New figures from NHS Digital show that local authorities received 1.8 million new requests1 for adult social care support in 2017-18, an increase of 1.6 per cent on 2016-17 and equivalent to 5,100 new requests per day2.
These requests were received from 1.3 million people; those aged 65 and over accounted for 71.6 per cent of the requests3. Similar to previous years, 77.1 per cent of the requests originated from the community4 and 20.1 per cent originated from a discharge from hospital5.
Other findings in the report include:
- Gross current expenditure by local authorities on adult social care was £17.9bn in 2017-18, an increase of £0.4bn or 2.3 per cent in cash terms6 on 2016-17 (£17.5bn).
- 77.9 per cent of total gross current expenditure (£14.0bn) was spent on long term care (residential, nursing or community care), an increase of £369m or 2.7 per cent on 2016/17 (£13.6bn).
- Overall, the number of people receiving long term care provided or arranged by local authorities has decreased each year since 2015-16, down 14,750 (1.7 per cent) to 857,770 in 2017-18. The numbers of 18-64 year olds in receipt of long term support has increased for the second year in a row, up 7,360 (2.6 per cent) to 292,380 since 2015-16, while the numbers of 65 and over in receipt of long term support has fallen for the second year in a row, down 22,110 (3.8 per cent) to 565,385 since 2015-16.
- 58.6 per cent of all people receiving long term support are female7. This increases further for those supported in a residential home (61.9 per cent) and further still when considering those in a nursing home (63.4 per cent).
Adult Social Care Activity and Finance, England 2017-18 is an annual report that provides information on the gross current expenditure of councils on adult social care as well as information on long term care activity, short term activity to maximise independence, and support provided to carers.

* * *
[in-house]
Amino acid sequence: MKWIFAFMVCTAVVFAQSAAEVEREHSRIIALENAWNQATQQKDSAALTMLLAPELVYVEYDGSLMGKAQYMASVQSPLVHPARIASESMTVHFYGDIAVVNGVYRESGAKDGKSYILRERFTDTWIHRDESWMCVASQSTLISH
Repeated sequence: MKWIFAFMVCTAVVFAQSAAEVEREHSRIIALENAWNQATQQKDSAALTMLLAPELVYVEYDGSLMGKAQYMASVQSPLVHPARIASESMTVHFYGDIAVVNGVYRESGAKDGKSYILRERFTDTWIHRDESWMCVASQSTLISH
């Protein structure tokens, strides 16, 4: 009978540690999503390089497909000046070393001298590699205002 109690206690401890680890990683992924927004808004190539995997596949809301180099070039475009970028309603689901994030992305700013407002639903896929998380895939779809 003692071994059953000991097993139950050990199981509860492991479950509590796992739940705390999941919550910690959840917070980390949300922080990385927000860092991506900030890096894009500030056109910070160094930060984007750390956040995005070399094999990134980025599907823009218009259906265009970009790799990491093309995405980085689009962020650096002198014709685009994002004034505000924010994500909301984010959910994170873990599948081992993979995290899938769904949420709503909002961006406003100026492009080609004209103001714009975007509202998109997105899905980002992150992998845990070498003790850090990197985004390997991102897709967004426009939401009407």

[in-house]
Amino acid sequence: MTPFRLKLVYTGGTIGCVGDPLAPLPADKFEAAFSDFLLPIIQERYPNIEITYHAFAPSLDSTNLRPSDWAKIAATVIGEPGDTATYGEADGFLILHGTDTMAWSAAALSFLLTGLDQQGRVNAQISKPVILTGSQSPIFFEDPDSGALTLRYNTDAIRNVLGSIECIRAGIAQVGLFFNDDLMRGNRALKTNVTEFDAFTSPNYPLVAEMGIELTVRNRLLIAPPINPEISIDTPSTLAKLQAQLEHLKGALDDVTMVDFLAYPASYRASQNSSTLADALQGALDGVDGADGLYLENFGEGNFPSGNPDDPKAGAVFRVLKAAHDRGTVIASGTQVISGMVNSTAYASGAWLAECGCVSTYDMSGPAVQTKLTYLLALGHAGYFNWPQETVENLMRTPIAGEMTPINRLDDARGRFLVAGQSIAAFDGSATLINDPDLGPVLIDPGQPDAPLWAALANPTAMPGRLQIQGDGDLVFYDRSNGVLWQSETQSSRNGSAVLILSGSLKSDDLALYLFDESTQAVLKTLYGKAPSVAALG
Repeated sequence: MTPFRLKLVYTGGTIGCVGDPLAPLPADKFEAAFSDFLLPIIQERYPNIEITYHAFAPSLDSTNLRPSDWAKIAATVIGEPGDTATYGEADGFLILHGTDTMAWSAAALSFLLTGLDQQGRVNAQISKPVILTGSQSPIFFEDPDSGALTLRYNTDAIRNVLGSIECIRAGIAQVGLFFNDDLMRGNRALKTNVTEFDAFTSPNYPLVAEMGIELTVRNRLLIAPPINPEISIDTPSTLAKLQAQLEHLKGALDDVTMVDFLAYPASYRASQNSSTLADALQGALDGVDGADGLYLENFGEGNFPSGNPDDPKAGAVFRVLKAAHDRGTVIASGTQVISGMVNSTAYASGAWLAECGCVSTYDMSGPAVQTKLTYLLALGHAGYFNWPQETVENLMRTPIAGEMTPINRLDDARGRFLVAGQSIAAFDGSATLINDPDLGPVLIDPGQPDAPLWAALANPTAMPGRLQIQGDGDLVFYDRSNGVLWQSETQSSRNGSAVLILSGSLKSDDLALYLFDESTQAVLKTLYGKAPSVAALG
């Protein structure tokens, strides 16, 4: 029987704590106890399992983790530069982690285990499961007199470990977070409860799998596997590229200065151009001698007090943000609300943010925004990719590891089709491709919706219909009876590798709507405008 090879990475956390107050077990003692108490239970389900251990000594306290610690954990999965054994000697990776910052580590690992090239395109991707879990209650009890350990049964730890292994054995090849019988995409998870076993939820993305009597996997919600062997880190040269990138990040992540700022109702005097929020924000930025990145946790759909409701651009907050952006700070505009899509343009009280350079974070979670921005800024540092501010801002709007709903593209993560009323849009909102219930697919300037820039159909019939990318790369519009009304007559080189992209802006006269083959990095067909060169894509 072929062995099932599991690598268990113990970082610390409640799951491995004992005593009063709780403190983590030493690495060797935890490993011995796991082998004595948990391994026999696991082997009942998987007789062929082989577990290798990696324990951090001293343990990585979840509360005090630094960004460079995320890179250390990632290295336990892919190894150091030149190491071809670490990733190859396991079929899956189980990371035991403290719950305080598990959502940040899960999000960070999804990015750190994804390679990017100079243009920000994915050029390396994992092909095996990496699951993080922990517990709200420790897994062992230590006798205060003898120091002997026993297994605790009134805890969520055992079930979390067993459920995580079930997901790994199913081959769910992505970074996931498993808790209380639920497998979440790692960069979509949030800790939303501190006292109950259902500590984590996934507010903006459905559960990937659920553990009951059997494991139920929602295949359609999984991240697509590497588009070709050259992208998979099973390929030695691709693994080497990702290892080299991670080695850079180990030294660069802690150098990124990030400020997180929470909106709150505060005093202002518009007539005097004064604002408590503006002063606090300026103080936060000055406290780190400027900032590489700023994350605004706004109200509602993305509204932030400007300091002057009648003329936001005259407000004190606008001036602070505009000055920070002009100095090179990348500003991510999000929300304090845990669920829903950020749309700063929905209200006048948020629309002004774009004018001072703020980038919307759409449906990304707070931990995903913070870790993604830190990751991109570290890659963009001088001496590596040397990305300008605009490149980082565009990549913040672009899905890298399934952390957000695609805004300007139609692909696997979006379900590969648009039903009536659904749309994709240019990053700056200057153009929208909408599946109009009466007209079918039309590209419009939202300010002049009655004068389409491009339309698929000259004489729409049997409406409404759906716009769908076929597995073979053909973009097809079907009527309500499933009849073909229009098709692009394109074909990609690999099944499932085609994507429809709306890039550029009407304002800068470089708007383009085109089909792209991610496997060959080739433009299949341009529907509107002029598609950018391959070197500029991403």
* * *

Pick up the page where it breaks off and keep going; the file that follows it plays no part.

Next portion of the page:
Also released today is the Adult Social Care Deferred Payment Agreements report8, which provides experimental statistics9 on the arrangements made with local authorities that enable people to use the value of their homes to help pay for care home costs.
Measures from the Adult Social Care Outcomes Framework, England 2017-18 is also released today, a compendium of adult social care indicators reported on during the year. This includes information on delayed transfers of care and self-reported social care-related quality of life, levels of control and social contact. This year, the report has been presented in an interactive and accessible format.
Read the full report
Notes to editors
- New requests are those made by people not currently in receipt of long-term support.
- The finance collection does not specifically break down expenditure related to frontline requests and so it is not possible to identify the spend on these activities.
- This proportion remains similar to the previous two years.
- This route of access consists of requests from clients (or on behalf of clients) based in the community, in residential or nursing care where the client is self-funding, or from any other route of access not elsewhere specified.
- The remaining 2.8 per cent is made up of various smaller sources such as planned entry to social care or self-funders with depleted funds.
- In real terms, the increase was one per cent. A comparison in real terms accounts for the effect of inflation between the figures and so allows for the comparison of the corresponding values, while controlling any changes in the value of the pound. For more information, see Annex B of the report.
- ONS population figures show that there are more women than men aged 65 and over, therefore numbers receiving long term care may partially be a result in differences in the population for this age group.
- This is the first time these figures have been published as a standalone report. They were previously found in Personal Social Services: Expenditure and Unit Costs in 2015-16 and in the Adult Social Care Activity and Finance report 2016-17.
- Experimental statistics are published to involve users and stakeholders in their development and as a means to build in quality at an early stage. There are limitations in the use of this data and all figures should be treated with caution. For more information, see the Data Quality section of the report.